Treating Burns with Autograft and Artificial Skin



treatment of burns

Treating Burns with Antimicrobial dressings can adversely affect wound healing, and require daily maintenance whereas Biological dressings have no direct toxins or antimicrobial properties. However, they do reduce loss of heat, water, protein and red blood cells, and promote more rapid wound healing.
Biological dressings also reduce burn wound pain.

These materials may be organic or synthetic in origin, but good wound adherence especially in 3rd degree burns is the key function.
Organic materials include, skin allograft from donors, autograft from the patient, pigskin (xenograft), homograft from cadavers, human amnion and  artificial skin covers including Biobrane© Op-site© and Omiderm©.

  • Autograft is usually only possible if the patient's burns are less than 70%, then the other alternatives for treating burns would be checked Autografts are taken from the thighs or buttocks where the resulting scars would be hidden. The thickness of the skin takes in the Epidermis and part of the Dermis, about the equivalent of 2nd Degree Burns, it is then put through a meshing machine which allows the skin to be expanded from 2 to 4 times it's original area. Healing of subsequent skin autograft can be expected in areas of good allograft 'take', thereby eliminating hypertrophic scarring
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  • Fresh skin allograft has become the standard for temporary coverage of the clean open burn wound, it achieves an environmental 'seal' of the burn wound at the graft-wound interface and improves host immune defenses.

  • Homograft human skin graft can be obtained from fresh cadavers within 18 hours of death . The graft can re-vascularize once adhered to the wound., but rejection will occur within 14 days.
  • Allograft and Homograft provide the best temporary closure of the excised burn wound.and will undergo rejection in 7 to 14 days in normal patients.When peeled off, the underlying surface is granulated and heals up with minimal scarring.

  • Xenograft (pigskin) degenerates before it is rejected but provides the same level of protection from infection as allograft, so pigskin is often embedded with salts of antimicrobial agents to increase its bacteriostatic potential.Pigskin is cheaper and more available than allograft. Its recommended uses include protective coverage of partial-thickness wounds and should be changed every 3-4 days to prevent infection.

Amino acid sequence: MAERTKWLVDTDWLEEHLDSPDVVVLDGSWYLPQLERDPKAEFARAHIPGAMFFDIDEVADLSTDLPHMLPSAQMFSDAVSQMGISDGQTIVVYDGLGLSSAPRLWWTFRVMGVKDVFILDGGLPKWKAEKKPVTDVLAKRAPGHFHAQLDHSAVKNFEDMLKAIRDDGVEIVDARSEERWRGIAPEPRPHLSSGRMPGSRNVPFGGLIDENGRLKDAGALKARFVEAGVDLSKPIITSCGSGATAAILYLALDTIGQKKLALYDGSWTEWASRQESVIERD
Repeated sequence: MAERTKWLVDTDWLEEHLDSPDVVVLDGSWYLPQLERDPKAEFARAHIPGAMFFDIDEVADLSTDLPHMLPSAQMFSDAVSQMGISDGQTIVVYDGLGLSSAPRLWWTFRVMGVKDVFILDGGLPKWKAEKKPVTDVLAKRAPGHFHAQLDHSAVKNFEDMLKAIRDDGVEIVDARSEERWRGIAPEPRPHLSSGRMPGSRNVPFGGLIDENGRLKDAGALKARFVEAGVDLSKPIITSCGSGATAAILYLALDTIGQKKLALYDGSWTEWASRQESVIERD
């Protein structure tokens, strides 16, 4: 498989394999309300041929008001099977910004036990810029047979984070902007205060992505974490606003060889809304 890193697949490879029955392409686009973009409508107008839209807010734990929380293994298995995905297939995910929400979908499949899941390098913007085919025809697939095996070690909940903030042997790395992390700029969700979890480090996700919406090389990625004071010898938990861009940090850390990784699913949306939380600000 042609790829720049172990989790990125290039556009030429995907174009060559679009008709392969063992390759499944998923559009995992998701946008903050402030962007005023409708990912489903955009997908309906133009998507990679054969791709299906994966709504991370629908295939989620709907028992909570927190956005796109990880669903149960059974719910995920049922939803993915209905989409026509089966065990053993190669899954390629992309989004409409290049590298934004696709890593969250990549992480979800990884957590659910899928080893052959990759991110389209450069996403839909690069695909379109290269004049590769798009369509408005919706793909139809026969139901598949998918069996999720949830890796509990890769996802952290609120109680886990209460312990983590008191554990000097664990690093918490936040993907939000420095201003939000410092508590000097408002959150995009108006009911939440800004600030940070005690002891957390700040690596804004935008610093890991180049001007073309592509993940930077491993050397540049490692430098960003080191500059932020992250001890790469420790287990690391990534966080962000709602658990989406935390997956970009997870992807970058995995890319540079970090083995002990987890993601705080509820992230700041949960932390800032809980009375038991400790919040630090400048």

• Artificial Skin dressings provide wound protection, increase the rate of wound healing, and reduce patient discomfort. Very careful application is essential. When used to cover clean partial-thickness wounds, the dressing detaches as healing occurs underneath.

    biobraneBiobrane©
Biobrane© is a synthetic, membrane with an outer silicone layer bonded to an inner collagen nylon matrix. Its elasticity and transparency allows easy drape ability, fuller range of movement and easy wound inspection.
The major problems with Biobrane© in treating burns are its expense and its lack of inherent antimicrobial properties. Wound infections are not uncommon.

In my particular case both Autograft and Homograft were used in treating burns. Autograft for my left hand, arm from wrist to shoulder, rib cage and neck, while Homograft was applied across the top of my chest.

The hand and arm were the first areas to be grafted with split skin Autografts taken from my thighs and were completely successful. The next stage was my upper arm and ribcage, but the site became infected with MRSA and the grafts didn't 'take' and just dropped off, making healing a much longer process, and leaving extensive hypertrophic scarring.

The Homograft across the chest took very well, but after a while became very smelly, unbearably so, and right under my nose, so I told the Doctor that I'd take them off myself and hide them in the dashboard of his car. He took them off right away, and the healing that had taken place under them was incredible, and has left very little scarring.

Other Methods for Treating Burns can be found in Sunburn Magazine.



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